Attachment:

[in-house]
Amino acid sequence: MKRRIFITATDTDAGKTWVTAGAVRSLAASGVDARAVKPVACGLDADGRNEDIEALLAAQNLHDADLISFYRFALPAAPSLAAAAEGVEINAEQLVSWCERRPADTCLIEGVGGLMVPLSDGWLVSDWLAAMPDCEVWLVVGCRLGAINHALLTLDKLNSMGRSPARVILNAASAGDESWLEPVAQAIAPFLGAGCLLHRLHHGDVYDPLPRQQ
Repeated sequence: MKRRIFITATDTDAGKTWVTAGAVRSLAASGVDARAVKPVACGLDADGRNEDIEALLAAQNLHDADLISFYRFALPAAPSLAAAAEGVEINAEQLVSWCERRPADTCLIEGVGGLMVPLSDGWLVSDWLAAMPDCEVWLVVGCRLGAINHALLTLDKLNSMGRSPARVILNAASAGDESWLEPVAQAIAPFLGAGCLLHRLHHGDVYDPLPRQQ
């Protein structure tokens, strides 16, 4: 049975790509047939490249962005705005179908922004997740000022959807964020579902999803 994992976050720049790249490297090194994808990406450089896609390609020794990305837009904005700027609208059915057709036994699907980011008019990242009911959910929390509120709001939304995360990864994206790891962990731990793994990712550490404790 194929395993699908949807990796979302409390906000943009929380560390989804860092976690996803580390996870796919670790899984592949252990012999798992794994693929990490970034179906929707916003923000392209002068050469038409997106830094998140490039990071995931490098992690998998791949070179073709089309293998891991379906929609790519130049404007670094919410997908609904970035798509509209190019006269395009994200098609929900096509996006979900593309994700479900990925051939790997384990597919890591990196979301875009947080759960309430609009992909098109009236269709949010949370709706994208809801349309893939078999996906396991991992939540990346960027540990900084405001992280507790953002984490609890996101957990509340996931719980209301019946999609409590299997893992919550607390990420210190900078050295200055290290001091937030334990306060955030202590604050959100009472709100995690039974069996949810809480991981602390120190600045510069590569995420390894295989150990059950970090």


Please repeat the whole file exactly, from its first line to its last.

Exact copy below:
[in-house]
Amino acid sequence: MKRRIFITATDTDAGKTWVTAGAVRSLAASGVDARAVKPVACGLDADGRNEDIEALLAAQNLHDADLISFYRFALPAAPSLAAAAEGVEINAEQLVSWCERRPADTCLIEGVGGLMVPLSDGWLVSDWLAAMPDCEVWLVVGCRLGAINHALLTLDKLNSMGRSPARVILNAASAGDESWLEPVAQAIAPFLGAGCLLHRLHHGDVYDPLPRQQ
Repeated sequence: MKRRIFITATDTDAGKTWVTAGAVRSLAASGVDARAVKPVACGLDADGRNEDIEALLAAQNLHDADLISFYRFALPAAPSLAAAAEGVEINAEQLVSWCERRPADTCLIEGVGGLMVPLSDGWLVSDWLAAMPDCEVWLVVGCRLGAINHALLTLDKLNSMGRSPARVILNAASAGDESWLEPVAQAIAPFLGAGCLLHRLHHGDVYDPLPRQQ
């Protein structure tokens, strides 16, 4: 049975790509047939490249962005705005179908922004997740000022959807964020579902999803 994992976050720049790249490297090194994808990406450089896609390609020794990305837009904005700027609208059915057709036994699907980011008019990242009911959910929390509120709001939304995360990864994206790891962990731990793994990712550490404790 194929395993699908949807990796979302409390906000943009929380560390989804860092976690996803580390996870796919670790899984592949252990012999798992794994693929990490970034179906929707916003923000392209002068050469038409997106830094998140490039990071995931490098992690998998791949070179073709089309293998891991379906929609790519130049404007670094919410997908609904970035798509509209190019006269395009994200098609929900096509996006979900593309994700479900990925051939790997384990597919890591990196979301875009947080759960309430609009992909098109009236269709949010949370709706994208809801349309893939078999996906396991991992939540990346960027540990900084405001992280507790953002984490609890996101957990509340996931719980209301019946999609409590299997893992919550607390990420210190900078050295200055290290001091937030334990306060955030202590604050959100009472709100995690039974069996949810809480991981602390120190600045510069590569995420390894295989150990059950970090």